Anti-Starbucks law to be implemented from next April
Starting next year, Starbucks may find it more difficult to dominate the streets of Korea. Residents might get a bit of a break from the company’s iconic green.
Under a new law set to come into force next April, local independent merchants will have a roundabout veto over the arrival of franchises. If two-thirds object, the head of the district office will have to make a determination about the opening of a shop.
The Ministry of SMEs and Startups said that the details of the law, the Act on Revitalization and Prosperity of Local Businesses, are still being determined.
What is known is that only merchants in areas where property prices have increased rapidly will be able to join together and vote on the arrival of another store, though the exact criteria for determining whether an area is speculative is still to be determined.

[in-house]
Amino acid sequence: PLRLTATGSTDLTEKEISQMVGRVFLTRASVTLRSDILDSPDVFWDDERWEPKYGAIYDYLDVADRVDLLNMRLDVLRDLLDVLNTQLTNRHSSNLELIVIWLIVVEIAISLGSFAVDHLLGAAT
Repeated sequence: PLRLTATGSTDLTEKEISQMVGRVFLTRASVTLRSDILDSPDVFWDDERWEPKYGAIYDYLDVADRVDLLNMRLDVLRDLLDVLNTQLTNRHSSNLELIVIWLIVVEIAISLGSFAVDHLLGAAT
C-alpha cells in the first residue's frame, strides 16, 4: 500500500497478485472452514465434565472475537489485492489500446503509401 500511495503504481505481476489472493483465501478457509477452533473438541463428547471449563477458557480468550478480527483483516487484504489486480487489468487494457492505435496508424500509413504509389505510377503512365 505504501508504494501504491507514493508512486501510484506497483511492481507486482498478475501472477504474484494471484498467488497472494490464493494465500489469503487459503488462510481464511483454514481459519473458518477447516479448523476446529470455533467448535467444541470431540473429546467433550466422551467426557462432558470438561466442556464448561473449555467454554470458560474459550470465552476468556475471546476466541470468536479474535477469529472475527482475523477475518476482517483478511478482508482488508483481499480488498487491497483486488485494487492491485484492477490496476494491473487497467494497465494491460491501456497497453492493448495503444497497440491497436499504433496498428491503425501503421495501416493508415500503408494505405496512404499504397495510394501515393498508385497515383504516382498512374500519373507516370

While all big retail chains are potentially subject to the law — Olive Young, Paris Croissant and Daiso could be targeted — Starbucks is most likely to be the focus of local merchant ire. Back of the envelop numbers suggest that Korea has the second highest Starbucks density—the number per square kilometer — in the world. Taiwan is probably No. 1.
More importantly, Starbucks in Korea is not franchised. It is run by a joint venture between Shinsegae and the U.S. company, so when a new shop is opened, it is not owned by a local resident.
The law is also drafted to support local merchants with the tax benefits and the relaxation of a regulation on the construction of parking lots.
President Moon Jae-in offered his support for the law.
“The law will likely empower small merchants in our neighborhoods and result in balanced growth, revitalizing the local economy,” the president said during a cabinet meeting on Monday.
“We hope that the law will help bring the culture of mutually beneficial cooperation to the local business,” Moon said.
BY PARK EUN-JEE, OH WON-SEOK [firstname.lastname@example.org]